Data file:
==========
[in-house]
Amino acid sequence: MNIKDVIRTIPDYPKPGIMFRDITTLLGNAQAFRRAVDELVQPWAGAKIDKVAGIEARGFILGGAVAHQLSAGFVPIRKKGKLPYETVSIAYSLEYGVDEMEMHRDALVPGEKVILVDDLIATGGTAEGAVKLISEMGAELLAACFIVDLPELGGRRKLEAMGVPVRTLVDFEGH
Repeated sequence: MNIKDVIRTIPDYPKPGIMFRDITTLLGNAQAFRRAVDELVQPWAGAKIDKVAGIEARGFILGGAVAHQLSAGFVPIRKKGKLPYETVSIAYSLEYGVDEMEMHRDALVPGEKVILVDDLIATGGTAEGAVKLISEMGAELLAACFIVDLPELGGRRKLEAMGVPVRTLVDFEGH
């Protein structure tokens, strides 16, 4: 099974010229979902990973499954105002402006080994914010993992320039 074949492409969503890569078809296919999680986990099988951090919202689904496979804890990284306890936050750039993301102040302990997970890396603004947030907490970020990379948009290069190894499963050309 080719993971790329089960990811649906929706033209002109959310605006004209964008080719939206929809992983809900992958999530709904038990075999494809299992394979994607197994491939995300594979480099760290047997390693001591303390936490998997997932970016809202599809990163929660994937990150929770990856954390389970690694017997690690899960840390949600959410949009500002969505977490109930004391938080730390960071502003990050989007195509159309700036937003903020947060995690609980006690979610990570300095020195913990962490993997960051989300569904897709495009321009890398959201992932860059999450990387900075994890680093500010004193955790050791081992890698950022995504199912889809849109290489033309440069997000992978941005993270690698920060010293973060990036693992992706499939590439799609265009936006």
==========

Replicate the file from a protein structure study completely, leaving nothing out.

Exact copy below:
[in-house]
Amino acid sequence: MNIKDVIRTIPDYPKPGIMFRDITTLLGNAQAFRRAVDELVQPWAGAKIDKVAGIEARGFILGGAVAHQLSAGFVPIRKKGKLPYETVSIAYSLEYGVDEMEMHRDALVPGEKVILVDDLIATGGTAEGAVKLISEMGAELLAACFIVDLPELGGRRKLEAMGVPVRTLVDFEGH
Repeated sequence: MNIKDVIRTIPDYPKPGIMFRDITTLLGNAQAFRRAVDELVQPWAGAKIDKVAGIEARGFILGGAVAHQLSAGFVPIRKKGKLPYETVSIAYSLEYGVDEMEMHRDALVPGEKVILVDDLIATGGTAEGAVKLISEMGAELLAACFIVDLPELGGRRKLEAMGVPVRTLVDFEGH
């Protein structure tokens, strides 16, 4: 099974010229979902990973499954105002402006080994914010993992320039 074949492409969503890569078809296919999680986990099988951090919202689904496979804890990284306890936050750039993301102040302990997970890396603004947030907490970020990379948009290069190894499963050309 080719993971790329089960990811649906929706033209002109959310605006004209964008080719939206929809992983809900992958999530709904038990075999494809299992394979994607197994491939995300594979480099760290047997390693001591303390936490998997997932970016809202599809990163929660994937990150929770990856954390389970690694017997690690899960840390949600959410949009500002969505977490109930004391938080730390960071502003990050989007195509159309700036937003903020947060995690609980006690979610990570300095020195913990962490993997960051989300569904897709495009321009890398959201992932860059999450990387900075994890680093500010004193955790050791081992890698950022995504199912889809849109290489033309440069997000992978941005993270690698920060010293973060990036693992992706499939590439799609265009936006």